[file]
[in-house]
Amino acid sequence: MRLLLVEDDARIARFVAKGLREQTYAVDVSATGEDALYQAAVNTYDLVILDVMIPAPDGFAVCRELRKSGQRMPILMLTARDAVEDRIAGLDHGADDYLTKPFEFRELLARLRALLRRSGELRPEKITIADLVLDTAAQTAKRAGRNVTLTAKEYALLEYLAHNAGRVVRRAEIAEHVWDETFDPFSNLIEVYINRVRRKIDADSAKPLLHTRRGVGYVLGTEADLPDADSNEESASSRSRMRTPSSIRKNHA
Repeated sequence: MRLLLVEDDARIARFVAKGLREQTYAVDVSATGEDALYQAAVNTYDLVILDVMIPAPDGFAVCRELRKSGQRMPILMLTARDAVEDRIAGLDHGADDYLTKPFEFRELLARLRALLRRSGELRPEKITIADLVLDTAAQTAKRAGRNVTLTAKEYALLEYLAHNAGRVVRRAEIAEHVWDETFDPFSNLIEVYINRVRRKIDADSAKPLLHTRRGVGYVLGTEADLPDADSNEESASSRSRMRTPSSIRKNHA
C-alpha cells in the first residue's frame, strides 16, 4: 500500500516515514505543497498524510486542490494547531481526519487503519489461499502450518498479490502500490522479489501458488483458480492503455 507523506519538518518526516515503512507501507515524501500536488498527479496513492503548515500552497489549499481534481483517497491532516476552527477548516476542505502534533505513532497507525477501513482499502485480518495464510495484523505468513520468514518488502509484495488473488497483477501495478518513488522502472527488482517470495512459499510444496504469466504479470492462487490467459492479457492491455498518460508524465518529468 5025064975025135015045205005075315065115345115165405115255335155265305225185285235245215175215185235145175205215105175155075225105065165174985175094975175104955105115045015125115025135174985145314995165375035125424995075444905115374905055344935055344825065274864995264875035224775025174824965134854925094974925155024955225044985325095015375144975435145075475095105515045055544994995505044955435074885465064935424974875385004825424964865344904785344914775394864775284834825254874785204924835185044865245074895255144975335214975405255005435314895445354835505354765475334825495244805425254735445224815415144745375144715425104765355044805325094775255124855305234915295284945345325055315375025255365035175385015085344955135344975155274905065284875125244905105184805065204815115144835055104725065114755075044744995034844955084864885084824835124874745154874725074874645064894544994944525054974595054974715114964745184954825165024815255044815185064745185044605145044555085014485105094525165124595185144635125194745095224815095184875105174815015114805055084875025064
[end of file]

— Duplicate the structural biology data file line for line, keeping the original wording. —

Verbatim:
[in-house]
Amino acid sequence: MRLLLVEDDARIARFVAKGLREQTYAVDVSATGEDALYQAAVNTYDLVILDVMIPAPDGFAVCRELRKSGQRMPILMLTARDAVEDRIAGLDHGADDYLTKPFEFRELLARLRALLRRSGELRPEKITIADLVLDTAAQTAKRAGRNVTLTAKEYALLEYLAHNAGRVVRRAEIAEHVWDETFDPFSNLIEVYINRVRRKIDADSAKPLLHTRRGVGYVLGTEADLPDADSNEESASSRSRMRTPSSIRKNHA
Repeated sequence: MRLLLVEDDARIARFVAKGLREQTYAVDVSATGEDALYQAAVNTYDLVILDVMIPAPDGFAVCRELRKSGQRMPILMLTARDAVEDRIAGLDHGADDYLTKPFEFRELLARLRALLRRSGELRPEKITIADLVLDTAAQTAKRAGRNVTLTAKEYALLEYLAHNAGRVVRRAEIAEHVWDETFDPFSNLIEVYINRVRRKIDADSAKPLLHTRRGVGYVLGTEADLPDADSNEESASSRSRMRTPSSIRKNHA
C-alpha cells in the first residue's frame, strides 16, 4: 500500500516515514505543497498524510486542490494547531481526519487503519489461499502450518498479490502500490522479489501458488483458480492503455 507523506519538518518526516515503512507501507515524501500536488498527479496513492503548515500552497489549499481534481483517497491532516476552527477548516476542505502534533505513532497507525477501513482499502485480518495464510495484523505468513520468514518488502509484495488473488497483477501495478518513488522502472527488482517470495512459499510444496504469466504479470492462487490467459492479457492491455498518460508524465518529468 5025064975025135015045205005075315065115345115165405115255335155265305225185285235245215175215185235145175205215105175155075225105065165174985175094975175104955105115045015125115025135174985145314995165375035125424995075444905115374905055344935055344825065274864995264875035224775025174824965134854925094974925155024955225044985325095015375144975435145075475095105515045055544994995505044955435074885465064935424974875385004825424964865344904785344914775394864775284834825254874785204924835185044865245074895255144975335214975405255005435314895445354835505354765475334825495244805425254735445224815415144745375144715425104765355044805325094775255124855305234915295284945345325055315375025255365035175385015085344955135344975155274905065284875125244905105184805065204815115144835055104725065114755075044744995034844955084864885084824835124874745154874725074874645064894544994944525054974595054974715114964745184954825165024815255044815185064745185044605145044555085014485105094525165124595185144635125194745095224815095184875105174815015114805055084875025064